Southern Air continues to look to acquire additional Boeing 747 Classic freighters even as the US cargo carrier begins operating new Boeing 777Fs.

Southern Air new chief executive Daniel McHugh says the carrier has been taking advantage of the significant drop in the value of used aircraft and engines over the last year by closing several transactions for 747-200Fs and General Electric CF6s. He says Southern, which now has 12 747-200s and three 747-300s in its active fleet, continues to be on the hunt for more 747 Classics and CF6 engines as more become available.

He says Southern specifically is looking for 747-200 and 747-300 freighters that were previously operated by "good airlines with exemplary maintenance records". He says Southern has a strong preference for GE-powered 747s although it does have some Pratt and Whitney-powered 747s in its fleet.

McHugh adds while the sharp drop in cargo traffic last year led to the grounding of a "remarkable number" of 747 Classic freighters only a few aircraft that have become available during the downturn meet Southern's criteria.

"You have to have an eye on what to buy and when," he says. "There are a lot of 747-200s out there. There's not much premium grade -200s."

McHugh says Southern in 2009 acquired multiple 747-200s, some of which were added to its active fleet while others were parted out. McHugh says Southern also acquired several CF6s last year, explaining "the game is engines" as the carrier tries to keep its total fleet size at about 15 aircraft by replacing engines and aircraft as they reach the end of their useful service lives.

McHugh says Southern is "in the process of looking at another aircraft" as well as more engines. But he expects total size of the active fleet to remain at about 15 aircraft as some aircraft are retired.

"We have multiple years left with a fleet of that size," McHugh says, adding he expects Southern will still be operating 747 Classics "well into this decade".

He adds some aircraft in its current fleet will need to be retired over the next two to five years but can be replaced with newly acquired aircraft while other aircraft in its fleet can continue running 10 more years. "We believe the classics have a whole bunch of mileage and use in them," McHugh says.

Southern earlier this month took delivery of the first of six 777Fs ordered by its parent company, Oak Hill Capital, and McHugh expects the carrier will ultimately operate at least 10 777s. He says the 777Fs offers its wet-lease customers a new option with more versatility, better range and improved fuel efficiency and trip economics. McHugh says all its "core" 747-200 customers have expressed interest in also wet leasing 777s, especially airlines interested in higher density flying. Southern is also confident the new aircraft type will open up opportunities with new customers, especially as Southern is the world's first 777 operator.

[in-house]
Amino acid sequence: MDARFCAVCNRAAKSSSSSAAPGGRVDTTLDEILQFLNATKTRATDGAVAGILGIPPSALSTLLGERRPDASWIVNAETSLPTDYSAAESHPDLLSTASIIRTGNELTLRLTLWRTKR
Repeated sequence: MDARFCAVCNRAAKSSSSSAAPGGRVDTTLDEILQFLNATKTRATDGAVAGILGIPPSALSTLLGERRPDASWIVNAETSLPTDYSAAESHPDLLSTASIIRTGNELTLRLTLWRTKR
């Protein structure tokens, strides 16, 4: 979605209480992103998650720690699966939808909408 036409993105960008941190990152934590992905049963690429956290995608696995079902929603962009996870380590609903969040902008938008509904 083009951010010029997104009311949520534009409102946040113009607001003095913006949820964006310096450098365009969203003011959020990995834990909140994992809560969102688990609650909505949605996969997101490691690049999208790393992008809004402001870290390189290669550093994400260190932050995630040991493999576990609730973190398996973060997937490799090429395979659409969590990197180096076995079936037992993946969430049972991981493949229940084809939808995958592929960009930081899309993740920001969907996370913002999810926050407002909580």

A new Southern customer, Thai Airways International Airways, has agreed to wet lease the carrier's first two 777s. McHugh expects the deal will "springboard" a new growth path for Southern, which over the last four years has tripled the size of its 747 fleet.

But McHugh says for several wet lease and charter customers the 747-200 is still the best option as the aircraft caters to a different market.

"We got two different platforms now. We'll continue to have classics as the core part of our platform," McHugh says.

He adds Southern has an advantage over other 747-200 operators because of its extensive in-house maintenance capability. He claims the carrier has an unmatched track record of efficiently and reliably operating 747 Classic freighters for customers in six continents, pointing out Southern specialises in operating into the most difficult parts of the world.

McHugh took over as Southern's CEO at the beginning of this year, replacing James Neff. The Neff family, which established the latest iteration of Southern in 1999 and steadily expanded its 747-200 fleet before selling the carrier to Oak Hill in 2007, remains involved with James Neff still serving as chairman.

McHugh has not made any huge alterations to Southern's business plan. He says wet-leases contracts continues to account for 65% to 70% of the company's revenues, with civilian charters accounting for another 20% and the remaining 10% to 15% coming from charters for the US military.

He acknowledges 2009 was a tough year with Southern's business down roughly in sync with the drop in worldwide air cargo volumes but the outlook for 2010 is rosier.

"We're seeing customers looking again at growth and putting in capacity again," McHugh says. "We think over the next few years the market will be very good."

Source: Air Transport Intelligence news